7 and the peace of God, which surpasses all understanding, will guard your hearts and minds through Christ Jesus.

 

However, suppose the only primary reason you pray is always to petition or entreat God to supply your spiritual, emotional, material, or physical needs. In that case, you may never grow and mature in your walk with God.

 

While prayer cannot make you more or less acceptable to God, for you are already perfectly acceptable to God in Christ; however, a daily, deep and dynamic conversation, communion, or fellowship with God is crucial to your spiritual growth (Eph. 1:6).

 

Effective communication is very crucial to every relationship. You cannot know a person intimately without personal, deep, and consistent communication, interaction, or fellowship with the person.

 

David understood this truth clearly!

 

Psalms 27:4 – NKJV

 4 One thing I have desired of the LORD, That will I seek: That I may dwell in the house of the LORD All the days of my life, To behold the beauty of the LORD, And to inquire in His temple.

 

As you spend more time in prayers, not as a religious routine to bombard or assail God with all kinds of requests or petitions but to fellowship with God and to behold the beauty and glory of God increasingly, you will be transformed increasingly into Christlikeness in your thoughts, mind, will, emotions, actions or character.

 

That is the ultimate purpose of prayer!

 

Prayer is intended to change the believers into Christlikeness in every aspect ultimately. God’s ultimate goal, desire, or expectation for all His children is “to be conformed to the image of His Son, that He might be the firstborn among many brethren.” (Rom. 8:29 NKJV).

 

The believers are already conformed to Christ in their born-again spirits, but not yet in their souls (mind, will, and emotions) and their bodies. Prayer is one of God’s vital means of transforming us into Christlikeness in every aspect of our lives (2 Cor. 3:18).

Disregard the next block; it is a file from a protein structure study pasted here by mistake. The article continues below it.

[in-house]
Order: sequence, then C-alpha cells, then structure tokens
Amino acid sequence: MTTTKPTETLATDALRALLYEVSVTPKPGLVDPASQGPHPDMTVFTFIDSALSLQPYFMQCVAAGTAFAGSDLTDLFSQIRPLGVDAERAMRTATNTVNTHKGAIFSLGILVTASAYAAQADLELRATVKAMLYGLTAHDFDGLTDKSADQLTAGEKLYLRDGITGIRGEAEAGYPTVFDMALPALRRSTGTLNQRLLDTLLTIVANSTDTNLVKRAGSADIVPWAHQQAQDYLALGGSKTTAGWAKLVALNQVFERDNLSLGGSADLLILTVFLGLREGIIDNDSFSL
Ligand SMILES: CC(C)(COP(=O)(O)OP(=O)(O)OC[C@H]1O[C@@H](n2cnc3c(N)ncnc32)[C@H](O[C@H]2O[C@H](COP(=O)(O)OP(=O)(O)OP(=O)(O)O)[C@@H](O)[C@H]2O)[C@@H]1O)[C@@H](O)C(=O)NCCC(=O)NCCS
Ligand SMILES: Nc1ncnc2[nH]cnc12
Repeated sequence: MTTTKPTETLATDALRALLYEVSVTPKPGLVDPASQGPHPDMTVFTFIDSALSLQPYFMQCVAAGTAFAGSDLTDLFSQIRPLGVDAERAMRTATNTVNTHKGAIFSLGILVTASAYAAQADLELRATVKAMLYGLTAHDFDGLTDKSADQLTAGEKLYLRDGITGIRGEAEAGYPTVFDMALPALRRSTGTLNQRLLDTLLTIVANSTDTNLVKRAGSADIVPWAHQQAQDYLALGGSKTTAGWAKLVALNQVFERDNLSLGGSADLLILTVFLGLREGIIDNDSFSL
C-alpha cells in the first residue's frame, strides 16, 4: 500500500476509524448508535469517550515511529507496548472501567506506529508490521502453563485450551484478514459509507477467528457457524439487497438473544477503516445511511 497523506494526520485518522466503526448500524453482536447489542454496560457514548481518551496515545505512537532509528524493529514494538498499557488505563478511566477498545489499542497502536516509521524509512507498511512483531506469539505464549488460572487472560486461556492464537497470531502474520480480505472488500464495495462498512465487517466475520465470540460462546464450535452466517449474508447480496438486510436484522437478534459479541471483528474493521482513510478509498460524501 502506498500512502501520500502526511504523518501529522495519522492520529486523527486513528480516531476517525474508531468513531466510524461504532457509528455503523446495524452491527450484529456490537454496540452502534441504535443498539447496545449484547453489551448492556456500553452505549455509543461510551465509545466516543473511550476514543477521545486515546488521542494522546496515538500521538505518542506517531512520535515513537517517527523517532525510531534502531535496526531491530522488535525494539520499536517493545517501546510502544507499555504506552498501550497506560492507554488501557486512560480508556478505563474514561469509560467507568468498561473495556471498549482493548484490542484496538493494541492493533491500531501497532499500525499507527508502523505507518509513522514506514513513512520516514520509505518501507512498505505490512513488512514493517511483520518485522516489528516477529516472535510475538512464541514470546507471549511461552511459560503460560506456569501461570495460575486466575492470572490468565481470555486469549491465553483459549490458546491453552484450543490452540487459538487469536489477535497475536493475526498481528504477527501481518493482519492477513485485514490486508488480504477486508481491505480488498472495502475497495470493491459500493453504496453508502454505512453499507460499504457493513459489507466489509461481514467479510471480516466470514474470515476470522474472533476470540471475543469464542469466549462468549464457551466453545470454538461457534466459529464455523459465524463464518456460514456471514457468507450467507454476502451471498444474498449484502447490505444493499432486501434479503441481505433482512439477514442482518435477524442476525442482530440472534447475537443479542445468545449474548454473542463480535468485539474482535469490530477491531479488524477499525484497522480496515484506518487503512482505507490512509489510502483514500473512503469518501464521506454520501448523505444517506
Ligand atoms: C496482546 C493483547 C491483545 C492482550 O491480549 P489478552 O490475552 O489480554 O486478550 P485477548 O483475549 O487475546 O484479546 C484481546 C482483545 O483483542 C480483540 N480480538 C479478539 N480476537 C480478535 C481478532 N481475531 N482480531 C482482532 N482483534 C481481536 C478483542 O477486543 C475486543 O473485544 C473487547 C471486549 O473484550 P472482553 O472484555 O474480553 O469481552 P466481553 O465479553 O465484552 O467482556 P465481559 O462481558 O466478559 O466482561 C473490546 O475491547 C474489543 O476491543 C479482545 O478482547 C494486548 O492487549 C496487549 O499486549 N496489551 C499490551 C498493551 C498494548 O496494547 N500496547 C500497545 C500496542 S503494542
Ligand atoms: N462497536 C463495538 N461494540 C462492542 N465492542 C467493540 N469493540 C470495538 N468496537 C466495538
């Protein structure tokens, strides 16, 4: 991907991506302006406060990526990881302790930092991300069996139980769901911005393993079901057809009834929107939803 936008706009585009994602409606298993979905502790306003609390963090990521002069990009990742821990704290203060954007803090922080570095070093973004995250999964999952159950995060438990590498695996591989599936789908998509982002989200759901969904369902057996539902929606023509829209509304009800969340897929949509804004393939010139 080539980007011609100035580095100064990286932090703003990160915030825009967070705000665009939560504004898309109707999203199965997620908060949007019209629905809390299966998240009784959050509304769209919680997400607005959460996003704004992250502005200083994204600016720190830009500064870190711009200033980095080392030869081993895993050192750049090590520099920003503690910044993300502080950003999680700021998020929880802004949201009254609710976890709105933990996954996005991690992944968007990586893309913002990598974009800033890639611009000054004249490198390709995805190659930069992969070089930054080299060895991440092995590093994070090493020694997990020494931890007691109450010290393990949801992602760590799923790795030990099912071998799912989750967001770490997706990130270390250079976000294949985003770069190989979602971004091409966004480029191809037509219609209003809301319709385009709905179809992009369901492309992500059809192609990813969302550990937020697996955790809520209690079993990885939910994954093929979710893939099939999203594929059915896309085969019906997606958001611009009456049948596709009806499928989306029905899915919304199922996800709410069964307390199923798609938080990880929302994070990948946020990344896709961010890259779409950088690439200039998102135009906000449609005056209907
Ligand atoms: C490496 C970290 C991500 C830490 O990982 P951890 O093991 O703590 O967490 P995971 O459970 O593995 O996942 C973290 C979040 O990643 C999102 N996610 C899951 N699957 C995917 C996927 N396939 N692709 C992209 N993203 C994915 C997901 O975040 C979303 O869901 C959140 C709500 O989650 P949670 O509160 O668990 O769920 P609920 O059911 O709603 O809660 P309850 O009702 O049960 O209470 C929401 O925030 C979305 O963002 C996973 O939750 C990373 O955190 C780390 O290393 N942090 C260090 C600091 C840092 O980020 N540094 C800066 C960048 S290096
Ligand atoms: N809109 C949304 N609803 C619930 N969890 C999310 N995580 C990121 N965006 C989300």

Beloved, the ultimate purpose of prayer is not to simply change your situations but primarily to increasingly change you into who God intended you to be (Christ-like). Why?

 

Because God’s ultimate purpose or goal for you on earth is for you to “grow up in all things into Him who is the head—Christ.” (Eph. 4:15 NKJV).

 

This should be your greatest desire, goal, or pursuit in all your prayers. Everything else you desire or pursue in your prayers should be secondary.

 

It was while the Lord Jesus Christ was praying that He was transfigured!

 

Luke 9:28-31 – NKJV

 28 Now it came to pass, about eight days after these sayings, that He took Peter, John, and James and went up on the mountain to pray.

 29 As He prayed, the appearance of His face was altered, and His robe became white and glistening.

 30 And behold, two men talked with Him, who were Moses and Elijah,

 31 who appeared in glory and spoke of His decease which He was about to accomplish at Jerusalem.

 

That also should be your own experience in prayer!

 

Communion with God in prayer should ultimately change or transform you increasingly into Christlikeness. Anything less than this is missing out on the greatest blessing of prayer or neglecting the ultimate intended purpose of prayer.

 

 

Prayer: My Dear Heavenly Father, I give You praise for revealing to me today that the ultimate intended purpose of prayer is to transform me increasingly into the image of Christ in every aspect, from glory to glory. Holy Spirit, help me set and pursue this goal above everything else in my daily prayer, in Jesus’ name. Amen.